What is a premarital agreement? – I’m skipping ahead a little bit here, but since my family law blogs over the past month and a half or so have focused on marriage and everything that it entails – the various types, who can, who cannot, legal issues, et cetera – I thought this would be a good time to talk about premarital agreements.
Let me start by saying that there are many types of agreements couples can enter into, including premarital, postmarital and cohabitation agreements. Each has its own framework, and can be a lot to learn all at once.
We will get to those in due time, but let’s start with premarital agreements.
The purpose of a premarital agreement is to create clearly-defined rights and obligations – much like a contract – for couples who are about to get married. They are not mandatory, in fact, many couples carry on long and happy marriages without the thought of a premarital agreement ever entering into their minds.
Having one is completely up to the couple getting married, but must be agreed to beforehand. The common belief is if a marriage ends in divorce, disputes can be resolved by referring to the premarital agreement.
Some reasons for a premarital agreement can include:
- To preserve family fortunes for children, perhaps from a prior marriage.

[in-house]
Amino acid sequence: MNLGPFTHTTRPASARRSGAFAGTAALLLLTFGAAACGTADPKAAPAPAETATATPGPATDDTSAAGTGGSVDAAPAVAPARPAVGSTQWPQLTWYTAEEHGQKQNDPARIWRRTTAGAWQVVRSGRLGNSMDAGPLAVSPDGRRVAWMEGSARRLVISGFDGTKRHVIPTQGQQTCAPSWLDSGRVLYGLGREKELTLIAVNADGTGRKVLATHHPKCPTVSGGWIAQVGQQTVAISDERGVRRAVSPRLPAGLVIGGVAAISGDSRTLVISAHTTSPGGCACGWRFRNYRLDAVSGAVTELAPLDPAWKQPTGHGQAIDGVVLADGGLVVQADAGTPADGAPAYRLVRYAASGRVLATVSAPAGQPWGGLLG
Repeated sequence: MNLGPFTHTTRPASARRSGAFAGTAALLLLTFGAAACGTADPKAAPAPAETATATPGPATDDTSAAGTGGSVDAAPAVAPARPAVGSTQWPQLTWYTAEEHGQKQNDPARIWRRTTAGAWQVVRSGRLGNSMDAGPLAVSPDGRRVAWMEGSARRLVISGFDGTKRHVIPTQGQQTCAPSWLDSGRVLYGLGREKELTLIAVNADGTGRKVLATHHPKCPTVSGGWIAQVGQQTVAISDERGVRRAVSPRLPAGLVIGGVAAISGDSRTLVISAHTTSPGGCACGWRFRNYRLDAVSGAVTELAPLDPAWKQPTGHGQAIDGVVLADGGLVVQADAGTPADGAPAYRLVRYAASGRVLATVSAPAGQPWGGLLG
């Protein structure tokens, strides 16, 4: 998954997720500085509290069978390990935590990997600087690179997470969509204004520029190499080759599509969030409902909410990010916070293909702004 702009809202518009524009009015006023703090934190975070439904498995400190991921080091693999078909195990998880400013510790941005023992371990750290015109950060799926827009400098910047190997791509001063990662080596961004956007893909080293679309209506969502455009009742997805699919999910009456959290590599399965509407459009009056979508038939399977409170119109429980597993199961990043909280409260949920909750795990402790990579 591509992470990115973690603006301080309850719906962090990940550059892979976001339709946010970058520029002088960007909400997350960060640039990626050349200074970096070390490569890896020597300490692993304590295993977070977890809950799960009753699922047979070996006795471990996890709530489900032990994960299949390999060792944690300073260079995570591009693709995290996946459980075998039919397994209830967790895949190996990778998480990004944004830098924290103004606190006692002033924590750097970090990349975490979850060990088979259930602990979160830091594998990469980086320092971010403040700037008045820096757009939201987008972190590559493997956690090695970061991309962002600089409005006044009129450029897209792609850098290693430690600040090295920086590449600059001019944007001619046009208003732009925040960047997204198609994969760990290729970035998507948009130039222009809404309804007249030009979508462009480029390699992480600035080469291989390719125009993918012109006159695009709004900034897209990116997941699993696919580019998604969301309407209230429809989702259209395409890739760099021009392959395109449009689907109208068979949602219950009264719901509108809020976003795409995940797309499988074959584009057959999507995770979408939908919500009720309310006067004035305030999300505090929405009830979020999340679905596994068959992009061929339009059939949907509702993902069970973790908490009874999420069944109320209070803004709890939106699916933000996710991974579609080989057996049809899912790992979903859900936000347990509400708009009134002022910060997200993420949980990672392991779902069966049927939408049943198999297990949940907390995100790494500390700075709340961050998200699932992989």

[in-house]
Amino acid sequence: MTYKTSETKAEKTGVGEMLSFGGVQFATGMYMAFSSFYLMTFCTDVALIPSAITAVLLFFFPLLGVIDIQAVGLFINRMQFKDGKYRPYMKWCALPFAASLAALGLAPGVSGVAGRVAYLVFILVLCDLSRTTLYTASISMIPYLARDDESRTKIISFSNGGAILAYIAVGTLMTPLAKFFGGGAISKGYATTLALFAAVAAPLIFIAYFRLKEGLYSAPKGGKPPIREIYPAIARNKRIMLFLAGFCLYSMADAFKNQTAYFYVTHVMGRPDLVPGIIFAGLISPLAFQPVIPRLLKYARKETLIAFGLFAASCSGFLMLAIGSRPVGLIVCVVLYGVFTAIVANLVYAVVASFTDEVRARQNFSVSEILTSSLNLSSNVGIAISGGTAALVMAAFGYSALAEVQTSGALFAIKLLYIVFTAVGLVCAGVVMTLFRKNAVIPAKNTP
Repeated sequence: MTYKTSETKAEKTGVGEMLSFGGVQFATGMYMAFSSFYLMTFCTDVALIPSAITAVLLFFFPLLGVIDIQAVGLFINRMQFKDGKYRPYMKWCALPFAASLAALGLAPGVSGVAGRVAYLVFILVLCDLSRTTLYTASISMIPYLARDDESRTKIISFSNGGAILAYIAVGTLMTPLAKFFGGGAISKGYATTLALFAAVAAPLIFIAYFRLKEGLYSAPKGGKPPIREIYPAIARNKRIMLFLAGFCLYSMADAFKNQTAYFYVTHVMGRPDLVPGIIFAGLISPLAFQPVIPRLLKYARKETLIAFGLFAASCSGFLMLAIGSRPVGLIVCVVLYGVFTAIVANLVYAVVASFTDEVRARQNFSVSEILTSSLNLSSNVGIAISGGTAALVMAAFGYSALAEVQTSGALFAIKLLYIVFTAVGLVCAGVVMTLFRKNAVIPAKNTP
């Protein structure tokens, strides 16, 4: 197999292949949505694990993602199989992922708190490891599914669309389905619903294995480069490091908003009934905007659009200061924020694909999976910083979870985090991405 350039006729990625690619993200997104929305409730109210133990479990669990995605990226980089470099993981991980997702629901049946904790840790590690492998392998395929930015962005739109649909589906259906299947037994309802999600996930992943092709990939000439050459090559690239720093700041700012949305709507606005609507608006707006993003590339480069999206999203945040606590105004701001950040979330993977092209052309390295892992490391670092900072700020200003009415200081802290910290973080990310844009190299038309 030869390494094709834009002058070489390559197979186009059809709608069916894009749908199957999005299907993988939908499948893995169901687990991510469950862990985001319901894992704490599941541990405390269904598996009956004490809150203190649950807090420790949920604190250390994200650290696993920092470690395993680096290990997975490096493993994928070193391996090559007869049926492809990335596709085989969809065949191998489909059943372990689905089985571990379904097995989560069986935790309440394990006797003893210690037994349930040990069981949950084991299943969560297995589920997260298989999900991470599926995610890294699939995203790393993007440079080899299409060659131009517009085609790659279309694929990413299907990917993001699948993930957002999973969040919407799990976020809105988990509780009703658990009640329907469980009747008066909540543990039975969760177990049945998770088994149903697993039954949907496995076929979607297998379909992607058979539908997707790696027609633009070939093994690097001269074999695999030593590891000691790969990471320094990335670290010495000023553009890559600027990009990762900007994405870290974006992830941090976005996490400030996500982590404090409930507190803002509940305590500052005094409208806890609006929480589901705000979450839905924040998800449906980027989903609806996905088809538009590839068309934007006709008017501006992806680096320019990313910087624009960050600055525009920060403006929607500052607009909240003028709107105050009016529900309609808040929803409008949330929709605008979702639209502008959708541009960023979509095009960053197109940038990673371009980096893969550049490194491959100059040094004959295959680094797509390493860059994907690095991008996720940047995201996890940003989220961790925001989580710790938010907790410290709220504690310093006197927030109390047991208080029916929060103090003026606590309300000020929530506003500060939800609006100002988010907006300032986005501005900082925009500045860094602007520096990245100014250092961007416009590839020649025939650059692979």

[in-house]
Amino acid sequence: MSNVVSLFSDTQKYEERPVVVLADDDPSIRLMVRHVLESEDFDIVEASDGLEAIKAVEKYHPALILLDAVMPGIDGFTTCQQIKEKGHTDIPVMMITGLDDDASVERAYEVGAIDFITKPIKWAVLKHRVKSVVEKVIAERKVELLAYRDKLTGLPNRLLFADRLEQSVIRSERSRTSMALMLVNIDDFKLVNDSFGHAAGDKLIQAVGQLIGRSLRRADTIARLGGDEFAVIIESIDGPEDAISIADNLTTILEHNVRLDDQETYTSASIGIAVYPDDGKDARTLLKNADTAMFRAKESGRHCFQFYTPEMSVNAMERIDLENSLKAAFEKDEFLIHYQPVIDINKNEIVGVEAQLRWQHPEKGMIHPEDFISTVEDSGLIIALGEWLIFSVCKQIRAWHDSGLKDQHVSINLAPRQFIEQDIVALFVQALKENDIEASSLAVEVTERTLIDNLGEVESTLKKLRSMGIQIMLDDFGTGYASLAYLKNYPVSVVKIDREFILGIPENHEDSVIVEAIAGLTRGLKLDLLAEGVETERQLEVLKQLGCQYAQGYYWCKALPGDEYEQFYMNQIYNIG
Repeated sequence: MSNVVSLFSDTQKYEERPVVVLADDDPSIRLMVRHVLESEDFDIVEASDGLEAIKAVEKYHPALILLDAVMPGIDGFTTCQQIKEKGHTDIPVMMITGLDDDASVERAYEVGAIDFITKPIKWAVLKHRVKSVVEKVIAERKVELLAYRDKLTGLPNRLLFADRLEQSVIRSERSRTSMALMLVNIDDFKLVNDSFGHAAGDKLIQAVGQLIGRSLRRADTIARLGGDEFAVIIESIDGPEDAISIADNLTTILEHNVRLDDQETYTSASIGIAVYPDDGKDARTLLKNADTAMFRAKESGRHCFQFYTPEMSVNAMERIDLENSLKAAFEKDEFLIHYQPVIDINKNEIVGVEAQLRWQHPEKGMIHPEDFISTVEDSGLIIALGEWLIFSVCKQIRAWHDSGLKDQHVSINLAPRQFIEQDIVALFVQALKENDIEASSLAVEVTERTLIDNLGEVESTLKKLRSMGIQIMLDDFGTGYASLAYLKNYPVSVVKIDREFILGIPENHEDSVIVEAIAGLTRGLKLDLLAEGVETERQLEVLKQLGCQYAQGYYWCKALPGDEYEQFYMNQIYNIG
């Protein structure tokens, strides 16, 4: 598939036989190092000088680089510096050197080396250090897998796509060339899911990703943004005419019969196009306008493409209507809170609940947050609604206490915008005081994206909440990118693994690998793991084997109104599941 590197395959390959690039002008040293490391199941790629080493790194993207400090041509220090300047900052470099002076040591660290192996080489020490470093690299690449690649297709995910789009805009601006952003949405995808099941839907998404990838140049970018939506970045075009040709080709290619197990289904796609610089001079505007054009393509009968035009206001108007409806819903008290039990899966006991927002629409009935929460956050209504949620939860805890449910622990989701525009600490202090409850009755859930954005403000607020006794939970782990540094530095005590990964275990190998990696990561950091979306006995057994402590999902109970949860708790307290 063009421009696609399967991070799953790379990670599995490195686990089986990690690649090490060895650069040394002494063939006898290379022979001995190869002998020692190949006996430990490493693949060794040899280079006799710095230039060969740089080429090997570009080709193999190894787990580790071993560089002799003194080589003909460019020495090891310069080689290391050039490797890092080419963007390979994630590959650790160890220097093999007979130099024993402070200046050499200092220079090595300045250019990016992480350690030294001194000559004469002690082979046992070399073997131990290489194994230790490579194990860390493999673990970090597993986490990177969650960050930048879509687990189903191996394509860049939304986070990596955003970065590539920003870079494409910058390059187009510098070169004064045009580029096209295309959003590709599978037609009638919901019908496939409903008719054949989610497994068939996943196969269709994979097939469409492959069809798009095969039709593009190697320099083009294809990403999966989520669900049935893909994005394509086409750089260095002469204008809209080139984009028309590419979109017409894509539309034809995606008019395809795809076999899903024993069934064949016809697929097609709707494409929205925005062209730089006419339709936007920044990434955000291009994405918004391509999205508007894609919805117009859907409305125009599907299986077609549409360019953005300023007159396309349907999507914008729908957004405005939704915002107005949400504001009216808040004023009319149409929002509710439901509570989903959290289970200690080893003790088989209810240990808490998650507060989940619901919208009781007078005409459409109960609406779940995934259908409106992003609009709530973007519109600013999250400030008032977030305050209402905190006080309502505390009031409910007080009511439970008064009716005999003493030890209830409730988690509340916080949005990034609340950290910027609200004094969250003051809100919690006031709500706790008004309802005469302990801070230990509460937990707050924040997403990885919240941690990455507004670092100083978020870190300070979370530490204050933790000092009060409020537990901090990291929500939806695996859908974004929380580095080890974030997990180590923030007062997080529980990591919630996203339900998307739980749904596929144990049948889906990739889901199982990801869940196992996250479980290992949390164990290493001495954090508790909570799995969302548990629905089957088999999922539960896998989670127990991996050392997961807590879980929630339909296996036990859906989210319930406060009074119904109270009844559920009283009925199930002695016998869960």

- To eliminate, limit, or set any future alimony obligations.
- Predetermine rights and duties during a marriage, including child care, career sacrifices, et cetera.
- Clearly define which property belongs to each party, how taxes will be filed, or to separate income.
- To ensure a specific religious upbringing for a child.
These are just a few reasons why couples would want one. A premarital agreement can cover any matter as long as that “matter” is not illegal in nature, adversely affects a child’s rights, or defrauds a creditor.
Before you enter into a premarital agreement, here are some initial considerations and basic rules.
For starters, a premarital agreement must be in writing and it does not apply to a couple that is already married. While this type of agreement does not require a specific date for marriage, both parties must sign and have the document sworn and notarized beforehand. Hence, “premarital.” The agreement goes into effect on the date of the marriage.
Before a premarital agreement is signed, each party must list specific matters each party can agree to, and each has the opportunity to receive full disclosure of property and financial obligations. Inadequate disclosure can be a defense to the enforcement of a premarital agreement.
Before marriage, a premarital agreement can be amended or revoked by a written agreement signed by both parties. The same is true after getting married.
Premarital agreements are OK for both ceremonial and informal marriages. If you are living together with no intention of getting married, there are separate agreements for that.
As with any contract, it is wise for both parties to consult with their own attorney to avoid a potential argument that one party had more “pull” or “bargaining power” than the other with only one party represented by an attorney. If you are considering the need for a premarital agreement, please give one of our team members at Nelson Law Group, PC a call.